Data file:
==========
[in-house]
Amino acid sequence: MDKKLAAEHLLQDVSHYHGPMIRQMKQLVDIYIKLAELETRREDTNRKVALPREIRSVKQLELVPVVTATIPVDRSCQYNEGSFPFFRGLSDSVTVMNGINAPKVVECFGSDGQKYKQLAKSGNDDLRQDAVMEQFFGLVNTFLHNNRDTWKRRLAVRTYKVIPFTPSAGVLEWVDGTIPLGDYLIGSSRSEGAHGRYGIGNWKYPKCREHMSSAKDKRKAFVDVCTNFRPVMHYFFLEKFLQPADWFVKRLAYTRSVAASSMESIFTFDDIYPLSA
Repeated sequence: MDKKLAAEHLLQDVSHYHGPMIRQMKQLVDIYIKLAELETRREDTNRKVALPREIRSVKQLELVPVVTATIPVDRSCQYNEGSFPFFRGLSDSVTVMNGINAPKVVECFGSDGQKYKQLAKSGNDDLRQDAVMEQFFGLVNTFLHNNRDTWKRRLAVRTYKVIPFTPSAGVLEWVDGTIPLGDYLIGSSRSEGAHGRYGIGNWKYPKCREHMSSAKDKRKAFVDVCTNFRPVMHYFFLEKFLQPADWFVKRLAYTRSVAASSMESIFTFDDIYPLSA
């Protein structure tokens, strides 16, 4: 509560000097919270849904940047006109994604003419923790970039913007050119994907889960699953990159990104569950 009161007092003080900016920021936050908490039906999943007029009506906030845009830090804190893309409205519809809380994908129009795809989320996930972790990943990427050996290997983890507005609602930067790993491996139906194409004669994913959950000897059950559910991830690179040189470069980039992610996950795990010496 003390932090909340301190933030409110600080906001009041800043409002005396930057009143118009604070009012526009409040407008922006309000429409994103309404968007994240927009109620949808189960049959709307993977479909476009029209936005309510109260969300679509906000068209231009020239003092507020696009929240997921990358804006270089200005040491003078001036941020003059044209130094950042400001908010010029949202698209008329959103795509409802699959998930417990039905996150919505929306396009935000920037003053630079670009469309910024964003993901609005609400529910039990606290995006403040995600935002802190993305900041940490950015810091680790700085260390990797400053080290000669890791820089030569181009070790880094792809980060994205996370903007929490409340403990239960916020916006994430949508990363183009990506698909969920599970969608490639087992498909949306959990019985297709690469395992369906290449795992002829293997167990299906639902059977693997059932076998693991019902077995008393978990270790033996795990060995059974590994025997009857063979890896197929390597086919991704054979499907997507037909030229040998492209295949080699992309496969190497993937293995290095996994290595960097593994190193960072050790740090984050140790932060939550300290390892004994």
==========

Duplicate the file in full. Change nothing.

[in-house]
Amino acid sequence: MDKKLAAEHLLQDVSHYHGPMIRQMKQLVDIYIKLAELETRREDTNRKVALPREIRSVKQLELVPVVTATIPVDRSCQYNEGSFPFFRGLSDSVTVMNGINAPKVVECFGSDGQKYKQLAKSGNDDLRQDAVMEQFFGLVNTFLHNNRDTWKRRLAVRTYKVIPFTPSAGVLEWVDGTIPLGDYLIGSSRSEGAHGRYGIGNWKYPKCREHMSSAKDKRKAFVDVCTNFRPVMHYFFLEKFLQPADWFVKRLAYTRSVAASSMESIFTFDDIYPLSA
Repeated sequence: MDKKLAAEHLLQDVSHYHGPMIRQMKQLVDIYIKLAELETRREDTNRKVALPREIRSVKQLELVPVVTATIPVDRSCQYNEGSFPFFRGLSDSVTVMNGINAPKVVECFGSDGQKYKQLAKSGNDDLRQDAVMEQFFGLVNTFLHNNRDTWKRRLAVRTYKVIPFTPSAGVLEWVDGTIPLGDYLIGSSRSEGAHGRYGIGNWKYPKCREHMSSAKDKRKAFVDVCTNFRPVMHYFFLEKFLQPADWFVKRLAYTRSVAASSMESIFTFDDIYPLSA
């Protein structure tokens, strides 16, 4: 509560000097919270849904940047006109994604003419923790970039913007050119994907889960699953990159990104569950 009161007092003080900016920021936050908490039906999943007029009506906030845009830090804190893309409205519809809380994908129009795809989320996930972790990943990427050996290997983890507005609602930067790993491996139906194409004669994913959950000897059950559910991830690179040189470069980039992610996950795990010496 003390932090909340301190933030409110600080906001009041800043409002005396930057009143118009604070009012526009409040407008922006309000429409994103309404968007994240927009109620949808189960049959709307993977479909476009029209936005309510109260969300679509906000068209231009020239003092507020696009929240997921990358804006270089200005040491003078001036941020003059044209130094950042400001908010010029949202698209008329959103795509409802699959998930417990039905996150919505929306396009935000920037003053630079670009469309910024964003993901609005609400529910039990606290995006403040995600935002802190993305900041940490950015810091680790700085260390990797400053080290000669890791820089030569181009070790880094792809980060994205996370903007929490409340403990239960916020916006994430949508990363183009990506698909969920599970969608490639087992498909949306959990019985297709690469395992369906290449795992002829293997167990299906639902059977693997059932076998693991019902077995008393978990270790033996795990060995059974590994025997009857063979890896197929390597086919991704054979499907997507037909030229040998492209295949080699992309496969190497993937293995290095996994290595960097593994190193960072050790740090984050140790932060939550300290390892004994």